Every cabaret evening is an adventure. It may be a singer with a trio, telling stories between the songs. It could be a whole show, with comedy sketches and maybe even a little dancing or just a guy at a piano. But each performance tries to take you on a journey. And from the opening number to the finale, the audience knows: We're all in this together. No fireworks, no smoke machines, no giant TV screens - just some people in a room, having a good time.

For the person on stage, it's a very risky art form. But if you're in the audience when everything is just right, the world falls away. You find yourself thinking: I don't want to be anywhere else but in this club, with this drink, listening to this person sing. There's a thrill in hanging on every rhyme of Stephen Sondheim's "The Miller's Son."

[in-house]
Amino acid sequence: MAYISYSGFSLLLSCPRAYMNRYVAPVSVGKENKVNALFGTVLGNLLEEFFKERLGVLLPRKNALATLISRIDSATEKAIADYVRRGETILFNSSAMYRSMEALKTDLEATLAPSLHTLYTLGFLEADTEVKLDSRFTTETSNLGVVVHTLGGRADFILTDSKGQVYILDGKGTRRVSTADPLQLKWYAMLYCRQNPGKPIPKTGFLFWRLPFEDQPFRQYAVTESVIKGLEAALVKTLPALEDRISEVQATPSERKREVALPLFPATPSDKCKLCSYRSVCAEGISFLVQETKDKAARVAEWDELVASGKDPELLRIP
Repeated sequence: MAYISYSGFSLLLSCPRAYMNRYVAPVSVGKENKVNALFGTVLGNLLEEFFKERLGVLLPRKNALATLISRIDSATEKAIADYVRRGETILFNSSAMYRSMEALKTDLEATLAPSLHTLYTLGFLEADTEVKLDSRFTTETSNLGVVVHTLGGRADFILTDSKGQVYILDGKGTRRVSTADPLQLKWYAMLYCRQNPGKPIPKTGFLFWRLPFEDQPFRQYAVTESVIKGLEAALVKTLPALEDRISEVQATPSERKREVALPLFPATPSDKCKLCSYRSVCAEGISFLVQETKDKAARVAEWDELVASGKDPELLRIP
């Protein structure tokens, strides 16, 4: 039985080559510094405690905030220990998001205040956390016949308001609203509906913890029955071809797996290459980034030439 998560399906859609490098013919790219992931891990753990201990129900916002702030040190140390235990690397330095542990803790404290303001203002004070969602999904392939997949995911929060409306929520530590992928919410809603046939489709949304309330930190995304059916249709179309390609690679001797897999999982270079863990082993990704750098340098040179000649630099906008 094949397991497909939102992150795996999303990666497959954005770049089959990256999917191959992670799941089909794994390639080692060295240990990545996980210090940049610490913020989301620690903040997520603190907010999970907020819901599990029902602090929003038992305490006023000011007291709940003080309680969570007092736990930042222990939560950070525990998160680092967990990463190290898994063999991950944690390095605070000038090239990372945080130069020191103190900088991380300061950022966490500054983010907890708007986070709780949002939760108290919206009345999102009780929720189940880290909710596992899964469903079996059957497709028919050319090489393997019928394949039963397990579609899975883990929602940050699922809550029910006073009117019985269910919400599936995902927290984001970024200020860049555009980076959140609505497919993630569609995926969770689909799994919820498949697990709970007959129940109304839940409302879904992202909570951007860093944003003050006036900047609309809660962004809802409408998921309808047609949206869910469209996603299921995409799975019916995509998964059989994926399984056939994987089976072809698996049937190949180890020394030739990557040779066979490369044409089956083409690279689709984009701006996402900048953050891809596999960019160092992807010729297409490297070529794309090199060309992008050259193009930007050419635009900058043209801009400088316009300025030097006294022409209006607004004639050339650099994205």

(Singing) It's a wink and a wiggle and a giggle on the grass, and I'll trip the light fandango.

The comedian Alan King once said the biggest laughs he ever saw were for Jerry Lewis and Dean Martin at the Copacabana. People were knocking over tables and falling on the floor. In a cabaret, somehow, the music and words are more intense, and the laughter is deeper. You can still see something like cabaret. Often, it's in surprising places: college campuses, bookstores, community centers and even church basements. But in the same way that the Broadway theater holds up a professional standard for others to emulate, it's important to have some brilliant venues at the top - something to shoot for.